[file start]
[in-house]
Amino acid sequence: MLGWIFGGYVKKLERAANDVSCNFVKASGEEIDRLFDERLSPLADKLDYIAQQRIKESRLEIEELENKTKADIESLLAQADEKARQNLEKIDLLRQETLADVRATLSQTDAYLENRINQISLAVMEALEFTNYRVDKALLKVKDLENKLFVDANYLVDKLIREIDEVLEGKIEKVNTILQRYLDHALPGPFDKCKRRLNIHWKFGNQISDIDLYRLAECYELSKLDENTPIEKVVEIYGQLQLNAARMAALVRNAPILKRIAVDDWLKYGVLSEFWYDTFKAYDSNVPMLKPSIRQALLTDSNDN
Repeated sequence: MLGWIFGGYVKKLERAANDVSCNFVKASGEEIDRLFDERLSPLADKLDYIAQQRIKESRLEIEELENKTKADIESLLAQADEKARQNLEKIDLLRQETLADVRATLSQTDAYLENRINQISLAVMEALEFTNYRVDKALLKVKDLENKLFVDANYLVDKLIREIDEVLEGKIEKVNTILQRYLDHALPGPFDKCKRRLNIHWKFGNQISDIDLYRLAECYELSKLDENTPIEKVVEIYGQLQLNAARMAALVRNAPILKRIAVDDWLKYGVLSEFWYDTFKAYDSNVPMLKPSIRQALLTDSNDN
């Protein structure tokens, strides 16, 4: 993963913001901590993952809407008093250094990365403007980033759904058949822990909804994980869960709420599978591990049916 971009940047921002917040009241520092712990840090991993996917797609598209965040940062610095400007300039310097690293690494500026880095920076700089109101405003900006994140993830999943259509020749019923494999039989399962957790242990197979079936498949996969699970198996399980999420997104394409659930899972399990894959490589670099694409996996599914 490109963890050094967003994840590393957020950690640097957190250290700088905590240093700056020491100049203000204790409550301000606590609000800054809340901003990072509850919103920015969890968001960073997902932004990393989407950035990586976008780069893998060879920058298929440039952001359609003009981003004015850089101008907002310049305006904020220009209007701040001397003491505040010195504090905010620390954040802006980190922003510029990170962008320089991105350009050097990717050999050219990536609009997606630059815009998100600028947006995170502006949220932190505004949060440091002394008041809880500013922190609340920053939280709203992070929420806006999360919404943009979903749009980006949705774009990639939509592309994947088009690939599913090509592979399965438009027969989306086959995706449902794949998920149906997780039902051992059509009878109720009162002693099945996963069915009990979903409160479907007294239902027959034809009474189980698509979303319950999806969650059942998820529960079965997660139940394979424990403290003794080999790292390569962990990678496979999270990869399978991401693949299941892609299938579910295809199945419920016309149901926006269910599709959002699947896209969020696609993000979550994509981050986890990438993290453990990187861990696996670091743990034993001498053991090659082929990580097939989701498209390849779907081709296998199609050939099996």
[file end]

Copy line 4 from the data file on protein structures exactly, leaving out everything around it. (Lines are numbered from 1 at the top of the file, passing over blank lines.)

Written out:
């Protein structure tokens, strides 16, 4: 993963913001901590993952809407008093250094990365403007980033759904058949822990909804994980869960709420599978591990049916 971009940047921002917040009241520092712990840090991993996917797609598209965040940062610095400007300039310097690293690494500026880095920076700089109101405003900006994140993830999943259509020749019923494999039989399962957790242990197979079936498949996969699970198996399980999420997104394409659930899972399990894959490589670099694409996996599914 490109963890050094967003994840590393957020950690640097957190250290700088905590240093700056020491100049203000204790409550301000606590609000800054809340901003990072509850919103920015969890968001960073997902932004990393989407950035990586976008780069893998060879920058298929440039952001359609003009981003004015850089101008907002310049305006904020220009209007701040001397003491505040010195504090905010620390954040802006980190922003510029990170962008320089991105350009050097990717050999050219990536609009997606630059815009998100600028947006995170502006949220932190505004949060440091002394008041809880500013922190609340920053939280709203992070929420806006999360919404943009979903749009980006949705774009990639939509592309994947088009690939599913090509592979399965438009027969989306086959995706449902794949998920149906997780039902051992059509009878109720009162002693099945996963069915009990979903409160479907007294239902027959034809009474189980698509979303319950999806969650059942998820529960079965997660139940394979424990403290003794080999790292390569962990990678496979999270990869399978991401693949299941892609299938579910295809199945419920016309149901926006269910599709959002699947896209969020696609993000979550994509981050986890990438993290453990990187861990696996670091743990034993001498053991090659082929990580097939989701498209390849779907081709296998199609050939099996």